Most Public Pensions Received Insufficient Employer Contributions

An analysis covering the years 2006 through 2014 shows most of the 160 plans studied received insufficient employer contributions to maintain their unfunded liabilities.

For 130 public pension plans with consistently viable data from 2006 through 2014, total unfunded liabilities as reported under Government Accountability Standards Board (GASB) guidelines increased about 150% from about $400 billion in 2006 to approximately $1 trillion in 2014, while total liabilities increased 47%, from about $2.5 trillion to roughly $3.7 trillion, according to a report by the Society of Actuaries (SOA).

Employer contributions for the same 130 plans increased 76%, from about $48 billion in 2006 to roughly $85 billion in 2014. Employee contributions increased 30% during this period, from $28 billion to $37 billion, while payroll and prices both increased 17%.

In every year studied, most of the 160 plans in the study with enough data to complete analysis for the year received insufficient employer contributions to maintain their unfunded liabilities—they experienced negative amortization. In 2014, 72% of plans experienced negative amortization, up from 65% in 2006.

Many plans with negative amortization contributed at least as much as their target contribution. However, at the peak in 2010, 76% of target contributions entailed negative amortization. By 2014, the percentage fell to 67%, roughly the same level as 2006.

For 2014, 3% of plans showed a funding surplus and 20% of plans received enough employer contributions to fund their shortfall within 30 years without it growing through negative amortization in the meantime.

The study uses data from Public Plans Data (PPD) as of February 3, 2017. PPD includes 160 state and large city public pension plans in the United States that cover roughly 27 million participants, more than 10 million of whom are currently receiving benefits.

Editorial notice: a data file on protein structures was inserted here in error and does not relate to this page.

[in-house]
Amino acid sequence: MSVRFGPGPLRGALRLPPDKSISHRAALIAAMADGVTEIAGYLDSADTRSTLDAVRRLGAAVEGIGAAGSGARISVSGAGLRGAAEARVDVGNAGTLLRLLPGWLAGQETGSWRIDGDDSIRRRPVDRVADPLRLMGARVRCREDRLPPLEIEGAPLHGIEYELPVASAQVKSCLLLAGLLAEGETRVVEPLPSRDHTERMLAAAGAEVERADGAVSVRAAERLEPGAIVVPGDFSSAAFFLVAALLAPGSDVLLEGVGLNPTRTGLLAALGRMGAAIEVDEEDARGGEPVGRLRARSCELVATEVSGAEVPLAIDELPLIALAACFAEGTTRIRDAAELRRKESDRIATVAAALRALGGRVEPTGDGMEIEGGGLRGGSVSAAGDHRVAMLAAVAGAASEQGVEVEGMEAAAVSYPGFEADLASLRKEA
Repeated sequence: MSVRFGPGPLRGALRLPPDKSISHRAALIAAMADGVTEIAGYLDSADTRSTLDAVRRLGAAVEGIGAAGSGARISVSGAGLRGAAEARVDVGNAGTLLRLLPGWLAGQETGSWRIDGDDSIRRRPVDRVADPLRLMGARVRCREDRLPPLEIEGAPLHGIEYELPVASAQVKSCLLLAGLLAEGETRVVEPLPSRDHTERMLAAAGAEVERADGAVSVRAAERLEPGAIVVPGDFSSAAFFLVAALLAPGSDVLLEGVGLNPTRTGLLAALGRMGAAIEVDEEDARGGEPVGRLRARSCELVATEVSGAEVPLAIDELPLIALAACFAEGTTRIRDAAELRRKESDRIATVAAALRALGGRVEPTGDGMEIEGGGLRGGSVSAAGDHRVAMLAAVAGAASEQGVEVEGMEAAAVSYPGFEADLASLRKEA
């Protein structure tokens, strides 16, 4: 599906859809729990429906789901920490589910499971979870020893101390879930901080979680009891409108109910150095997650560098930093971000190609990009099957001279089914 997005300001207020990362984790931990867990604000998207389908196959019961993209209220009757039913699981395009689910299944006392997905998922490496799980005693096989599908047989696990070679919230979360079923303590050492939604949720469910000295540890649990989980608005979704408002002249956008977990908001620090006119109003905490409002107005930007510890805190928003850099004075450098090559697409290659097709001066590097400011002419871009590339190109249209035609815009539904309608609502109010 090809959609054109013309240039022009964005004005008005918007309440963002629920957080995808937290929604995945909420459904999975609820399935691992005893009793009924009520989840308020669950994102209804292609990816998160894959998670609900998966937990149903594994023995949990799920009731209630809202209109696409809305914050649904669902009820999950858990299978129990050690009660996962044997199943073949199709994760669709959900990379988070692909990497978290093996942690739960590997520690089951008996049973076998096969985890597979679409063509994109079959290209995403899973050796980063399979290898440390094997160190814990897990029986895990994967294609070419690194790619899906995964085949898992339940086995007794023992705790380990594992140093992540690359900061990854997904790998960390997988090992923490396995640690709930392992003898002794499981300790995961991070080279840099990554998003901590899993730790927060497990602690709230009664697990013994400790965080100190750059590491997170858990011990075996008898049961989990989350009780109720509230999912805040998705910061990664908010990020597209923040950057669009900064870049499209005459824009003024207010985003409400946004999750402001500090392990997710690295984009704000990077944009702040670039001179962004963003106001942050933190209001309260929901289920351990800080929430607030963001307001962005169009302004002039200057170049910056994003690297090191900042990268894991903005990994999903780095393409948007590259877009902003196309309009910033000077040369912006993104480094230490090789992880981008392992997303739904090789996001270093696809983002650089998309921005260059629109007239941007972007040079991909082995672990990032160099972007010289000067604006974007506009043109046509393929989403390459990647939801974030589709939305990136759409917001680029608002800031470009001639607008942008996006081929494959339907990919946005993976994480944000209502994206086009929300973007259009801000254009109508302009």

In general, public pension plan assets come from only two sources: contributions and investment returns. The study explores in isolation whether employer contributions were effective at paying down unfunded liabilities in any given year, without regard to the many other factors that also affect funded status.

The analysis uses assets and liabilities reported to meet GASB guidelines, primarily because the data are available. Prior to 2014, the reported GASB values reflect a variety of actuarial cost methods, asset methods, discount rates and other actuarial assumptions. Values are consistent across plans only in that they were chosen to represent the plan for financial reporting. For example, the discount rates used to compute liabilities in 2014 ranged from 4.29% to 8.5%; most discount rates fell between 7.5% and 8.0%, with the average discount rate at 7.6%.

Because of the variety of methods and assumptions in use, SOA warns, readers must exercise care when interpreting results. The authors anticipate that post-2014 GASB reporting requirements and additional analysis will enable determining contribution indices more consistently across plans, as well as including market-based liabilities and market-based contribution indices in future studies.